It is often said among proponents of medical malpractice reform that a jury comprised of ordinary citizens cannot evaluate whether a doctor or hospital acted negligently because medical issues are too complex for the average person who lacks the experience to weigh a doctor’s actions. According to these advocates, jurors too often reach their decision not on the medical evidence, but on the basis of sympathy for the medical condition of the plaintiff. Therefore, tort reformers suggest that caps be placed on the damages awarded to an injured patient, and that special tribunals, not ordinary citizens, sit as jurors in medical malpractice cases.
A Gurnee, Illinois family was recently awarded $29.1 million verdict in a medical malpractice lawsuit brought against the federal government. Does this verdict prove the point of medical malpractice reform? Were the jurors once again duped into hapless sympathy by hearing the case of Christian Arroyo, a six-year-old boy who suffered brain damage at birth and is now a quadriplegic? How could it be possible that one case could be worth so much money?
Well the first thing to understand is that the Arroyo case was not decided by a juror, but by a Federal judge, Amy St. Eve. Jury sympathy played no role in this award. The next thing to understand is that the Federal government has unlimited resources with which to defend itself, so this was not a case where one side had an unfair money advantage in presenting evidence. The next thing to understand for those that think that the family “hit the lotto” and are now living the high life, is that all of the money is for the benefit of Christian, who requires ‘round-the-clock care. That means nursing care, doctor visits, braces, wheelchairs, medication, breathing machines, disability accommodations to the home, etc. Not just now, but for the rest of Christian’s life. As well as provisions for Christian once his parents die.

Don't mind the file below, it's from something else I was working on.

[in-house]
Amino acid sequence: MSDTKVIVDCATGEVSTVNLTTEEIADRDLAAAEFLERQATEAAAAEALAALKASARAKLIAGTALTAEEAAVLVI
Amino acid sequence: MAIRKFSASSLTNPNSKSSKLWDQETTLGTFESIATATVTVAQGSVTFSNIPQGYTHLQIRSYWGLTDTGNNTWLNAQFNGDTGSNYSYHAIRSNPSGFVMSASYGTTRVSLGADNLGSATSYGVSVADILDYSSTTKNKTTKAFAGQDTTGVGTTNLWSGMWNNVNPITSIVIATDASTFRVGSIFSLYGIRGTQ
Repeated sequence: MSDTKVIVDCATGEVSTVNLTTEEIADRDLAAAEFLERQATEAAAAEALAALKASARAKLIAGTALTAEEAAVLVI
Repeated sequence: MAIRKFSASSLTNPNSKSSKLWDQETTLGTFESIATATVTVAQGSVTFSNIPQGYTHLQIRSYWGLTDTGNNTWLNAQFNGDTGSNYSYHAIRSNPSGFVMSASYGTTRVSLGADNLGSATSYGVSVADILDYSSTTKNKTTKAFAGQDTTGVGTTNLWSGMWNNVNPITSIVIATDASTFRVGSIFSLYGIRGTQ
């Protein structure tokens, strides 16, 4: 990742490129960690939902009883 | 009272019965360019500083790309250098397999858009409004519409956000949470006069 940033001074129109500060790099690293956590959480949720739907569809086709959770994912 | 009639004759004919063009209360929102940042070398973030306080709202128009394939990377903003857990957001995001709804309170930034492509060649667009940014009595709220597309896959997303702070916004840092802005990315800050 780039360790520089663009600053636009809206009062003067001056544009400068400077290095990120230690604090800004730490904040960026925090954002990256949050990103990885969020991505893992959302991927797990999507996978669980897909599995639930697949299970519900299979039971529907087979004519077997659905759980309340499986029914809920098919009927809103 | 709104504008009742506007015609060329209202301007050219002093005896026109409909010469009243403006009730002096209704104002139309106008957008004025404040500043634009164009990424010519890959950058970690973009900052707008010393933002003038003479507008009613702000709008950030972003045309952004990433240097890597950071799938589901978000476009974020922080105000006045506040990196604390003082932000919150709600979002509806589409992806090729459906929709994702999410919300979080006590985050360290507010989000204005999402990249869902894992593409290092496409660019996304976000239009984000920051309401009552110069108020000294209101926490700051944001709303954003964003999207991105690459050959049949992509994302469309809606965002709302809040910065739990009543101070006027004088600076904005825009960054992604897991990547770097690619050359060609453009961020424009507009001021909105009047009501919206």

Not all of the money was awarded to provide for Christian’s medical needs. A portion was also awarded for his loss of a normal life (sometimes called disability), and pain and suffering. Most six-year-olds are involved running around, learning how to ride bicycles, playing games or sports with their friends, attending school. Not Christian. Most 16-year-olds look forward to driving a car. Not Christian. Most people by the age of four can take care of their bodily needs. Not Christian. Throughout his life cycle, Christian will lead a different life, a life filled with dependency.
Catastrophic injuries that result from another’s negligence result in catastrophic financial awards. If you think that $29.1 million is a windfall for Christian, ask yourself one simple question: would you trade places with him?